“Scarcity of resources instills discipline in a people,” he concluded. “Too much competition for resources also instills discipline in a people.”
This comes awfully close to what race-realists say about cold climates and I.Q. To say that “Asians are more disciplined than Africans” doesn’t really provide an answer. Both are highly diverse groups, including many cultures. To truly get to the bottom of this issue, we would have to ask why Asians are more disciplined than Africans, and Richburg is not willing to go there. The theory about resources, taken by itself, would lead us to conclude that poorer people have more discipline than more wealthy people – but the opposite is actually true. I suspect that Richburg fears taking this question any further; he knows where it leads.
Richburg does ask some of the same questions about the black American underclass, and complains that the answers he hears are mere excuses, that they are “backward-looking, not inward-looking (pg. 179).” He compares Africans’ dependence on foreign aid with black Americans’ dependence on government programs (pg. 180).
For all his honesty and open-mindedness, Richburn does have his limits. He accepts the conventional attitude regarding South Africa, calling it a “black and white case” (pg. 190):
South Africa’s black masses showed they were willing to stand up against injustice, on their own with only rocks against automatic weapons, and the odds there seemed far more insurmountable. In South Africa, there were good guys and bad guys, a clear-cut case of black and white. And for once, the good guys finally did win.
Though he does temper this “black and white” perception with his personal encounters with white South Africans, and he does paint them as human, I still find Richburn’s analysis wanting here.
Though he draws parallels between African behavior and black American behavior, regarding excuse-making and poverty, he doesn’t do a very good job of emphasizing the similarities between black African crime and black American crime – or the fact that practically all areas inhabited by blacks are dangerous. In so many words, he describes how white South Africans tried to keep Africa at bay (pg. 207):
But what was new was that South Africa’s violence was spilling over the walls into South Africa’s white community, particularly in Johannesburg’s prosperous northern suburbs. The fear that blacks lived with every day was now entering the once-insulated world of white privilege.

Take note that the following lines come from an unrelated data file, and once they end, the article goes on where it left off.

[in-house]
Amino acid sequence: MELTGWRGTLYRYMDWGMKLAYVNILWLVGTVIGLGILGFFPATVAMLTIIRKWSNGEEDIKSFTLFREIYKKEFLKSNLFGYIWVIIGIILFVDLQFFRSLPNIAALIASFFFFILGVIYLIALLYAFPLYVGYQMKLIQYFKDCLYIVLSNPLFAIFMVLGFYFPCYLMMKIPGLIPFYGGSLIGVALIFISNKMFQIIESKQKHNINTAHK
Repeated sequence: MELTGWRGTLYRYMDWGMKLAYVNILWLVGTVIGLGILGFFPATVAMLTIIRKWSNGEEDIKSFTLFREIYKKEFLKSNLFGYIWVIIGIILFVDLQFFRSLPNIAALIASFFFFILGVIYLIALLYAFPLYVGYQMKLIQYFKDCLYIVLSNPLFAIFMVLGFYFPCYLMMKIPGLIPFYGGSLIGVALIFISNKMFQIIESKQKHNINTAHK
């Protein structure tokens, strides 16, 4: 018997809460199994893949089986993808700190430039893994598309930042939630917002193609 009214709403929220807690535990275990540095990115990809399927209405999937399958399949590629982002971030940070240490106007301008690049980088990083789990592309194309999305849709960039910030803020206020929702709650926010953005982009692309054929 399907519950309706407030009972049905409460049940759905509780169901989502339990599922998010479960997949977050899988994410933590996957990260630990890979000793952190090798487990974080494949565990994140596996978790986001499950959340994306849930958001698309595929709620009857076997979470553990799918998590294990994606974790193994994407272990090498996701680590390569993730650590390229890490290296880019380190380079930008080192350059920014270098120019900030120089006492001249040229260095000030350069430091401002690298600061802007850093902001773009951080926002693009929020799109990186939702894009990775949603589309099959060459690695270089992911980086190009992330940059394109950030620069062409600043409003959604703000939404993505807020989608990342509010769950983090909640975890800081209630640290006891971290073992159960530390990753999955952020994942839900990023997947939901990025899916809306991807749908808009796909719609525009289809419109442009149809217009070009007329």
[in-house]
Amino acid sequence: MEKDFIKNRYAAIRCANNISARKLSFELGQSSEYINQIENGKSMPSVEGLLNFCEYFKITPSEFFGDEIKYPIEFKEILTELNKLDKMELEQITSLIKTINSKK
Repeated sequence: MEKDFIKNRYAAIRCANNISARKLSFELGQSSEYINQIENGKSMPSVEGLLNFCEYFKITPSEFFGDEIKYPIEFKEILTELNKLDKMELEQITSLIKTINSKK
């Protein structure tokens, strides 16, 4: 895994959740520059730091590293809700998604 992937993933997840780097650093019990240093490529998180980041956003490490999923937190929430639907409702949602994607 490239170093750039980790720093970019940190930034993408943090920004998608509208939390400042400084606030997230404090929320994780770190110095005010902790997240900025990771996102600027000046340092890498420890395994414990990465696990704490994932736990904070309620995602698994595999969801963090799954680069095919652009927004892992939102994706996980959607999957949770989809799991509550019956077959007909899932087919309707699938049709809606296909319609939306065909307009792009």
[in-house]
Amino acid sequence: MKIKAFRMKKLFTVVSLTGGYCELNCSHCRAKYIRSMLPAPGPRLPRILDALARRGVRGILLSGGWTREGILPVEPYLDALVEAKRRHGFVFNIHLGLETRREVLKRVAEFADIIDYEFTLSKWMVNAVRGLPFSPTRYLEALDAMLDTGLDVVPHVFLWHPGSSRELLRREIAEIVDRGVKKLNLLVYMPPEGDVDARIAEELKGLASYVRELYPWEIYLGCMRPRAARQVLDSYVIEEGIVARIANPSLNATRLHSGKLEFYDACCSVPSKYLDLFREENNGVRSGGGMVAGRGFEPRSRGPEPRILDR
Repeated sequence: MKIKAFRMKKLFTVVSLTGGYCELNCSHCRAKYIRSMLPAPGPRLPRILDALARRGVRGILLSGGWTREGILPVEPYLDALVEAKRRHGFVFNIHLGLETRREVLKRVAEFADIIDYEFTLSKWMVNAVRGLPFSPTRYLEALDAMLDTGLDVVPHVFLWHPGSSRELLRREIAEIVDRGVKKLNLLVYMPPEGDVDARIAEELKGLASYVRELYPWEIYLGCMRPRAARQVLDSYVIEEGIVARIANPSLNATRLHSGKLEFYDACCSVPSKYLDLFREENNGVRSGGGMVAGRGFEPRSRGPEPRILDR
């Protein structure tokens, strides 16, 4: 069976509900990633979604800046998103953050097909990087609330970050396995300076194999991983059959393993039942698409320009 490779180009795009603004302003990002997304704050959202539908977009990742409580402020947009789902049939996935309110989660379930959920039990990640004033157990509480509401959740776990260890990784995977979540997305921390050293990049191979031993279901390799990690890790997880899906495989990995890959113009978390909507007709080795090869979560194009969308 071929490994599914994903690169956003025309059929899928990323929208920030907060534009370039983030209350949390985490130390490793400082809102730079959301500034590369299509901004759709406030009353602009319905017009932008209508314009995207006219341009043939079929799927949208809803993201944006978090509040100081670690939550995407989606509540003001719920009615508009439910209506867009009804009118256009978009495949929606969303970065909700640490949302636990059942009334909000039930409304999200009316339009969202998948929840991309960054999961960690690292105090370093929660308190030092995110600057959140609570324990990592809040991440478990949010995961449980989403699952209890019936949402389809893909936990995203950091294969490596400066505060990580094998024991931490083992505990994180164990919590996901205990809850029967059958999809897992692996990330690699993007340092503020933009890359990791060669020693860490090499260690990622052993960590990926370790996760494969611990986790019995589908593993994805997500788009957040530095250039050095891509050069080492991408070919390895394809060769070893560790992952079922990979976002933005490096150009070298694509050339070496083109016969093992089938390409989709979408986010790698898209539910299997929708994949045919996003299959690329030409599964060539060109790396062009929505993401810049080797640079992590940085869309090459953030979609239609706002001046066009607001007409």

It doesn’t seem to occur to Richburn that this “fear that blacks lived with every day” was almost exclusively a fear of other blacks. It never seems to occur to him that this, in and of itself, might provide justification for apartheid. He just assumes that white South Africans should have sacrificed their livelihoods, and their lives, for the sake of democracy. When there are two populations living side by side, and one of them is much more violence-prone than the other, it’s only reasonable that the more peaceful population would seek to separate itself. Richburn also neglects to even mention that it was white South Africans who built the country from a wasteland into one of the most prosperous nations on Earth.
Still, Richburn does have some kind words for the beneficiaries of apartheid, after having met a few face to face (pg. 212):
And I’m hating the whites – the psychiatrist, the dentist, all those shopkeepers who treated me gingerly – for not hating me, for not giving me an excuse to hate them.
On the matter of South African racial integration, and diversity in general, I think Richburn somewhat contradicts himself. While he makes no suggestion that white and black South Africans should create their own separate countries, he does imply that rival black tribes should do so (pg. 239):
This attitude must change if Africa is to have any chance of surviving. The Africans might want to take a lesson from the former Soviet Union, which did break up into its component parts, or from Czechoslovakia, which split into separate Czech and Slovak republics. Countries can indeed split up and nationalist claims to self-determination can be recognized without the sky falling in.
Richburn’s view of Zimbabwe comes across as far too rosy. I think this is because the worst of Robert Mugabe’s excesses didn’t come to light until after his book was published. He wrote (pg.214):
One of the dirty little secrets of Zimbabwe’s success as an independent black nation is something that most blacks – Americans or Africans – probably would rather not hear. It has something to do with a piece of advice that Mozambican president Samora Machel gave to Robert Mugabe well before independence. Machel told him simply, “Keep your whites.”
Looking back at the last decade of Zimbabwean history, talk of its “success” seems like a cruel joke.
Limitations and all, “Out of America” was a great leap forward for its time. I highly recommend it.